First Man Gives Depth To The Star Man
Damien Chazelle returns to take audiences on a viscerally gripping and intensely emotional voyage to the stars with First Man. The film cuts through the exterior of Neil Armstrong’s “all-American hero” image to present us with a more complex and complete picture that is sure to inspire with awe.
The film tells the riveting story of NASA's mission to land a man on the moon, focusing on Neil Armstrong and the years 1961-1969. A visceral, first-person account, based on the book by James R. Hansen, First Man explores the sacrifices and the cost on Armstrong and the nation during one of the most dangerous missions in history.
For a film that’s all about space exploration, there sure is a down-to-earth quality about it that can’t be ignored; even in the depths of space, we are kept tethered to planet Earth. More about grief and loneliness than it is about how we reached the moon, First Man shows us that great human achievement is built upon even greater human loss, and that sentiment undulates throughout the entirety of this engrossing character study.
Chazelle literally drops us into the story during Armstrong’s perilous X-15 test flight, and he doesn’t release the viewer from his grip until the credits roll — and even then you may be transfixed (or bawling). His choice to go handheld throughout the majority of this space race brings us in close to the action, making us feel as though we’re there with Neil through it all, but it isn’t always 100% effective, or as calculated as his previous efforts. It does, however, punctuate the smooth, elegant and mostly silent moments in space and make them that much more rewarding.
The film has great narrative depth, and it’s captivating in every sense of the word. It brings us into these astronauts’ lives with the force of jet propulsion, heightening the triumph by underscoring the missions many hardships and the toll it takes on the nuclear family. There’s so much tragedy below the surface of Neil’s impassive visage that we don’t really discuss, and Chazelle delicately pulls back the layers to present us with a fully rounded portrait of the star man.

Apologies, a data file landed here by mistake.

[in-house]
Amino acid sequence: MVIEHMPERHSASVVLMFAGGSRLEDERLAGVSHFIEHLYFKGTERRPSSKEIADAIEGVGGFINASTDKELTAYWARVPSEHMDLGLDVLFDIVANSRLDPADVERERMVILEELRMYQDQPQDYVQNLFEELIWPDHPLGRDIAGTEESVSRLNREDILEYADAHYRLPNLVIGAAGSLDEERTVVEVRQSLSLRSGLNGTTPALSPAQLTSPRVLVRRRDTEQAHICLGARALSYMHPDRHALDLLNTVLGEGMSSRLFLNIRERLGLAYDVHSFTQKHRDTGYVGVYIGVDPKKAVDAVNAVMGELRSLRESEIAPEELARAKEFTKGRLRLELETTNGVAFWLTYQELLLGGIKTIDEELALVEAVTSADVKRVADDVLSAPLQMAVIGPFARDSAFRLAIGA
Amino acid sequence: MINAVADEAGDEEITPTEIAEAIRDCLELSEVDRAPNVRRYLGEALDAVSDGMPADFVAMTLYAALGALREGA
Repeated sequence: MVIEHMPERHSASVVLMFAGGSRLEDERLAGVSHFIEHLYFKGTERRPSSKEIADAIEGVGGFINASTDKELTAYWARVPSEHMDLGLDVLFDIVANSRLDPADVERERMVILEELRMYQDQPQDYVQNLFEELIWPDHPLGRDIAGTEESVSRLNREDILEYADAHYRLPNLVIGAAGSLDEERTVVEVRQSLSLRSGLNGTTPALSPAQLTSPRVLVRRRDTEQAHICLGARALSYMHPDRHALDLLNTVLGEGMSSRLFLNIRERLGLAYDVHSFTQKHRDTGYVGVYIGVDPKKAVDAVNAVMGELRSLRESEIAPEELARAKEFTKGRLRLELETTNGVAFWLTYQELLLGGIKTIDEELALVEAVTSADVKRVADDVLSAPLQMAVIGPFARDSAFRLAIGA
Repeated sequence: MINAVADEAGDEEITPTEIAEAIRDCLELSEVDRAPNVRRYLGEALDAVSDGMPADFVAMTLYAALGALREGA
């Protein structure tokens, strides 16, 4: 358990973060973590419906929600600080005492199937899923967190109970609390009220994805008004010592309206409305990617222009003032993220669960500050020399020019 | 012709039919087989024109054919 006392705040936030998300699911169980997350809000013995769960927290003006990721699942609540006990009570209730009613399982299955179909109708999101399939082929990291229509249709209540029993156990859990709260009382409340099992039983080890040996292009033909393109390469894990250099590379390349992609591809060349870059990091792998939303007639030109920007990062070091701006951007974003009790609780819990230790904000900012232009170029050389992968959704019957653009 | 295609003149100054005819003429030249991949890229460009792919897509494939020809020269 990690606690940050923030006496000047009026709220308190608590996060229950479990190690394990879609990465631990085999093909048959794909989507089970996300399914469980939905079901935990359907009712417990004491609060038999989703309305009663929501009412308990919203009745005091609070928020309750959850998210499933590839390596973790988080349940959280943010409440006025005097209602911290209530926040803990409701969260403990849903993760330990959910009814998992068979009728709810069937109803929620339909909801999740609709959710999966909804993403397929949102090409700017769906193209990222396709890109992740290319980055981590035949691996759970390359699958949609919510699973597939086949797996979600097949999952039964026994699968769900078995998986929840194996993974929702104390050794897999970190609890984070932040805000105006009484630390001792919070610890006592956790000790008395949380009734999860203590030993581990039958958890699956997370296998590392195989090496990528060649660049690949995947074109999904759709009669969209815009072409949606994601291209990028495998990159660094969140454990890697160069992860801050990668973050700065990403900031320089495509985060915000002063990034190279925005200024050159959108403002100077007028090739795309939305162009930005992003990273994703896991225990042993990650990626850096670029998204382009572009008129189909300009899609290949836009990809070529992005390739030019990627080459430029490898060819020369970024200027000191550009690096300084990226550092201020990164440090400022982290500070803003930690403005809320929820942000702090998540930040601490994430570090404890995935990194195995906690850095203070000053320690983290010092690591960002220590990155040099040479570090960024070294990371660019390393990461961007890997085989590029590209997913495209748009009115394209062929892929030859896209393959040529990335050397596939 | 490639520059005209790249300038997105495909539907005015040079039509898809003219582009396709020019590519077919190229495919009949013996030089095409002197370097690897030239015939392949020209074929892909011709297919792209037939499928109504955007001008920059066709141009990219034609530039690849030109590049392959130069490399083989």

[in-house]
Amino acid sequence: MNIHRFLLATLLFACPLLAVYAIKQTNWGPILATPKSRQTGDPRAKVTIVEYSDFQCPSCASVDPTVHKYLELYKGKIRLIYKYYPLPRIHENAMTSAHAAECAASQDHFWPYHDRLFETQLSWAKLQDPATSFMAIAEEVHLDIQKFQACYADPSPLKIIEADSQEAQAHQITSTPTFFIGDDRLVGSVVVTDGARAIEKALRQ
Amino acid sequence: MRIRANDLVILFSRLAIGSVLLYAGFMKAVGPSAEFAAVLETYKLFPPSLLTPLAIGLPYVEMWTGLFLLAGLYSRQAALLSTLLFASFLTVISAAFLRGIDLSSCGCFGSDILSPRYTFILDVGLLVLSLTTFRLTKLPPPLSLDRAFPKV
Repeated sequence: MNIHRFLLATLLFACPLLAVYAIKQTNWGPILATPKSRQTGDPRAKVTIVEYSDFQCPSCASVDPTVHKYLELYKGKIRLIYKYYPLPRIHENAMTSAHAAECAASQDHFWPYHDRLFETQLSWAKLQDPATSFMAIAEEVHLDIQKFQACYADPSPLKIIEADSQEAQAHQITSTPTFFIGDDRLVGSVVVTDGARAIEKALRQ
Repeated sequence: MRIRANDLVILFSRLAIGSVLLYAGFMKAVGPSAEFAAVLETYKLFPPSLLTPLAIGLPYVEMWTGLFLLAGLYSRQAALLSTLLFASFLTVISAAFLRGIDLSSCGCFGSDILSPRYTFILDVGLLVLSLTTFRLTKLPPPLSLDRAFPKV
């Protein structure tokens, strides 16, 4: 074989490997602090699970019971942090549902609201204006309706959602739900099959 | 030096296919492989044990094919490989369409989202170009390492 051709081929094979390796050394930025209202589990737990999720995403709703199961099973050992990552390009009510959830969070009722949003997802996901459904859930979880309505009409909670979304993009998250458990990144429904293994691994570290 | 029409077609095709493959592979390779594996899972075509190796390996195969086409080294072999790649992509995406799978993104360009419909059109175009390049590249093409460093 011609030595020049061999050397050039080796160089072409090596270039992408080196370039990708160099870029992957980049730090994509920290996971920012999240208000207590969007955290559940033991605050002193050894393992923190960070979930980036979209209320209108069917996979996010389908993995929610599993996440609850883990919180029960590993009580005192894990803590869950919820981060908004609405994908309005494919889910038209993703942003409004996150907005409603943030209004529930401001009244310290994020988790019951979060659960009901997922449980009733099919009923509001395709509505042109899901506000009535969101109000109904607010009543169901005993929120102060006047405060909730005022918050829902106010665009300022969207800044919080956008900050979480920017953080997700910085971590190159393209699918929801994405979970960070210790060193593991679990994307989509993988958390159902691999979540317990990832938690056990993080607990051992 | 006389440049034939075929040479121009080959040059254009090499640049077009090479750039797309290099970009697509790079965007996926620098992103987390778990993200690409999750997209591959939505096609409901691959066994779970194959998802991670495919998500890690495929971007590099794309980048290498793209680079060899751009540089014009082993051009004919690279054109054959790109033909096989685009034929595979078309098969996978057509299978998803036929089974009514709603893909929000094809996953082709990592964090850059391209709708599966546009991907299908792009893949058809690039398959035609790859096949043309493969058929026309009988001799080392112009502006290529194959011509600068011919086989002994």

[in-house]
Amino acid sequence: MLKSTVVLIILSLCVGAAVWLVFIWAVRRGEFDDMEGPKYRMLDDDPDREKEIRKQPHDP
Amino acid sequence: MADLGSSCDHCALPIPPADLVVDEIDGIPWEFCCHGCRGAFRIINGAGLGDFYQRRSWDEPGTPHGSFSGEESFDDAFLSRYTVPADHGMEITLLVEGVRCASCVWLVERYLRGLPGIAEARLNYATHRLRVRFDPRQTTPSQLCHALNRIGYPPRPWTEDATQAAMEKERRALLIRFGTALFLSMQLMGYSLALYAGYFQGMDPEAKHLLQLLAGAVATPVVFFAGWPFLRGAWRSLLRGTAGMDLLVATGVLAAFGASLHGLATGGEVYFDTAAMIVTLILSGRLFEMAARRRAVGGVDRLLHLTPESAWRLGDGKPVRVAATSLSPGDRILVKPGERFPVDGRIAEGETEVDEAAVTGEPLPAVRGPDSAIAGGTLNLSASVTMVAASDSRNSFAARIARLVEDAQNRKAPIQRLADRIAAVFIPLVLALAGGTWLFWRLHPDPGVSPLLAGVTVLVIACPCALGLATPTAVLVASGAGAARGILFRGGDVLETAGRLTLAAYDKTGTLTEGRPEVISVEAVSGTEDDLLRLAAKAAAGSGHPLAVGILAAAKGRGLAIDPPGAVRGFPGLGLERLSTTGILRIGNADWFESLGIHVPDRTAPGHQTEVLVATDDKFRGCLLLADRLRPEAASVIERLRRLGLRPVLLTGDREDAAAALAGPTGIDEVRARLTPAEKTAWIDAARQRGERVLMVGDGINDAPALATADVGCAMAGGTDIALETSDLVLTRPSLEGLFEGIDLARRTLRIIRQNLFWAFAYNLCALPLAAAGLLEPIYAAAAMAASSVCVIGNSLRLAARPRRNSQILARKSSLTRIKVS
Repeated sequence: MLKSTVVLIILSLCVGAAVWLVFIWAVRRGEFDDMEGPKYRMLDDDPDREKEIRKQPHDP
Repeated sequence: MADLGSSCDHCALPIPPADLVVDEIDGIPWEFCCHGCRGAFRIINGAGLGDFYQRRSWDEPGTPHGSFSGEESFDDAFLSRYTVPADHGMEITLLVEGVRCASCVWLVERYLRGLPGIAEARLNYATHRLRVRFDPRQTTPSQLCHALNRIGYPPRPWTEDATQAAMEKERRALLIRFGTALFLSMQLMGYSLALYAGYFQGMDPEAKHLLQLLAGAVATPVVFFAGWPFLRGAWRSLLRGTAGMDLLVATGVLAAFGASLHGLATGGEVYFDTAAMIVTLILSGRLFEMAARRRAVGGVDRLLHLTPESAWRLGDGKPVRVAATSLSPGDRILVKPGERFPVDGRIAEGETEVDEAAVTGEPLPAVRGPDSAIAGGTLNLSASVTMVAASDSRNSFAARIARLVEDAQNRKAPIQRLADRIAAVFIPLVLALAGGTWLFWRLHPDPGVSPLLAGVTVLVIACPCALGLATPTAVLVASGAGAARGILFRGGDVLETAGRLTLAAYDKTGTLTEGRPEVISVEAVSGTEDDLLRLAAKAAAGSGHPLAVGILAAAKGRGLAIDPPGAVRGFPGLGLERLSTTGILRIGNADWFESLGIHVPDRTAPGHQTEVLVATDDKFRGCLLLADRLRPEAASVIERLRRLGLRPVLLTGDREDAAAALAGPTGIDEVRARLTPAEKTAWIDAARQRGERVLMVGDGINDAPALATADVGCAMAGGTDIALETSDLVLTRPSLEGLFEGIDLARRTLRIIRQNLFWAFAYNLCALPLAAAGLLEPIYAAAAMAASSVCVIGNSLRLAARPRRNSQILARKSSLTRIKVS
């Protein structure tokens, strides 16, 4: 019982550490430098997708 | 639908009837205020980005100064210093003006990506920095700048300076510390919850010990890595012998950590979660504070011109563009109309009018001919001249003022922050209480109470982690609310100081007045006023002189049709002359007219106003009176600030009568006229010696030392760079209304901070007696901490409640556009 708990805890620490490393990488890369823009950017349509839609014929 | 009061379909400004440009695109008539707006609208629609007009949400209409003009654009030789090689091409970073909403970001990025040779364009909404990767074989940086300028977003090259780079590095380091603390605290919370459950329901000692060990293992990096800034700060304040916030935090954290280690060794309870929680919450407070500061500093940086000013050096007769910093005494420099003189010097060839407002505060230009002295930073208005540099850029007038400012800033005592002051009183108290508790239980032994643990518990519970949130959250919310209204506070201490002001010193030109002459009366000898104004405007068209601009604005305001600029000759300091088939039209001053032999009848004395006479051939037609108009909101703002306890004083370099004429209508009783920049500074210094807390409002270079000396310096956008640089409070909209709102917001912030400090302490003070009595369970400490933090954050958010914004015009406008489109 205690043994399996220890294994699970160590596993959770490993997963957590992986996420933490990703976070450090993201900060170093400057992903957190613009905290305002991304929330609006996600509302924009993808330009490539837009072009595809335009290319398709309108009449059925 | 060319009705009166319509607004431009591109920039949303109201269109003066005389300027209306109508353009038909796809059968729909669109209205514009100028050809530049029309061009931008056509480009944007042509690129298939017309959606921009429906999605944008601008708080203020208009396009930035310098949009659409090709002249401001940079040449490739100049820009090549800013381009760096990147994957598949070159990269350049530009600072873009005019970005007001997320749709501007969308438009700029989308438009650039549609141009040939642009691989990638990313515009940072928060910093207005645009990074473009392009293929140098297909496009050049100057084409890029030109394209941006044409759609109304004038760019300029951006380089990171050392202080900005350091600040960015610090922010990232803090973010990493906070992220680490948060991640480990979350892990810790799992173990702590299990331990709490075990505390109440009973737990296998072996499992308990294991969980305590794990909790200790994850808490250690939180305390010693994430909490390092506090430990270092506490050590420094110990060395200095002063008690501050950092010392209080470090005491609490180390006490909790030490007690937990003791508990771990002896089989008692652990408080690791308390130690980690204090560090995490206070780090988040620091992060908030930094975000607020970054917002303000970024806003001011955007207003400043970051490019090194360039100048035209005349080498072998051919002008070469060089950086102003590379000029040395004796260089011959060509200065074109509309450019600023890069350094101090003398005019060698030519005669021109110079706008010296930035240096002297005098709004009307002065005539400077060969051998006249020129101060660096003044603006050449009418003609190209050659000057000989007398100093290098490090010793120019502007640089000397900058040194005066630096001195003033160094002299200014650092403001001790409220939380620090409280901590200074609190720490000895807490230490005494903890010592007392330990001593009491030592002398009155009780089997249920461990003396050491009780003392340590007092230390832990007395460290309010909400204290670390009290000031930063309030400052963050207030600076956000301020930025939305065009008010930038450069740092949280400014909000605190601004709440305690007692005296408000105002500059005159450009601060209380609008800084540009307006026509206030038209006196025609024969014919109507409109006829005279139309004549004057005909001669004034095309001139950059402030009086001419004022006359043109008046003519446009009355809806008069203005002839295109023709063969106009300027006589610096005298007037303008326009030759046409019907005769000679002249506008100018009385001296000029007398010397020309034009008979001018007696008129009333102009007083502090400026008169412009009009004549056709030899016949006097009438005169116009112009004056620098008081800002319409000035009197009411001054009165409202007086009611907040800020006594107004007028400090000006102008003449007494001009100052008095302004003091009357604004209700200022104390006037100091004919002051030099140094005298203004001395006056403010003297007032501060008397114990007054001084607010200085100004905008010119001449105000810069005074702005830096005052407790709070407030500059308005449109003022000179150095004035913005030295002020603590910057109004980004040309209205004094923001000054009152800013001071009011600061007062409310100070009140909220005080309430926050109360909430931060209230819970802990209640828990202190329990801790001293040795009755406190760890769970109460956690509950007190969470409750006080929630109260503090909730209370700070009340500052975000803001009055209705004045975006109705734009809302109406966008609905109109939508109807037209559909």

Being a character-driven film, a lot of weight is placed on the actors, who all give gravity-defying performances. Ryan Gosling brings Armstrong into poignant reality and does wonders with silence and stoicism. Claire Foy is an absolute powerhouse and dominates the screen whenever she’s present, delivering a peerless supporting performance that should prove fruitful come award season.
Chazelle packs in a few nods to Stanley Kubrick on more than one occasion to pay homage to the man who truly took us on the definitive space voyage in 1968, a year before the moon landing was even a tangible reality. In particular, the docking sequence, as well as the way Chazelle plays with reflected light (as exhibited above) and shoots the space sequences, will remind film fanatics of 2001: A Space Odyssey; however, the film is singularly Chazelle’s, and he conveys the perils and exhilarations of spaceflight with top-notch artistry.
The technical mastery on display here is absolutely dazzling (on par with Bladerunner 2049 and Dunkirk), and it makes you feel as if you’re an astronaut on this harrowing and beautiful journey that traverses both inner and outer space. Accentuated by a phenomenally passionate score from Justin Hurwitz that gives the film a strong pulse, First Man is very nearly the complete package. This is yet another film this year that you absolutely must experience on the biggest screen.
Rating: 4.5 moon walks outta 5.
What do you think? Were you surprised by the tragedy in Armstrong’s life? Did the film make you feel like an astronaut? We want to know. Share your thoughts and feelings in the comments section below, and as always, remember to viddy well!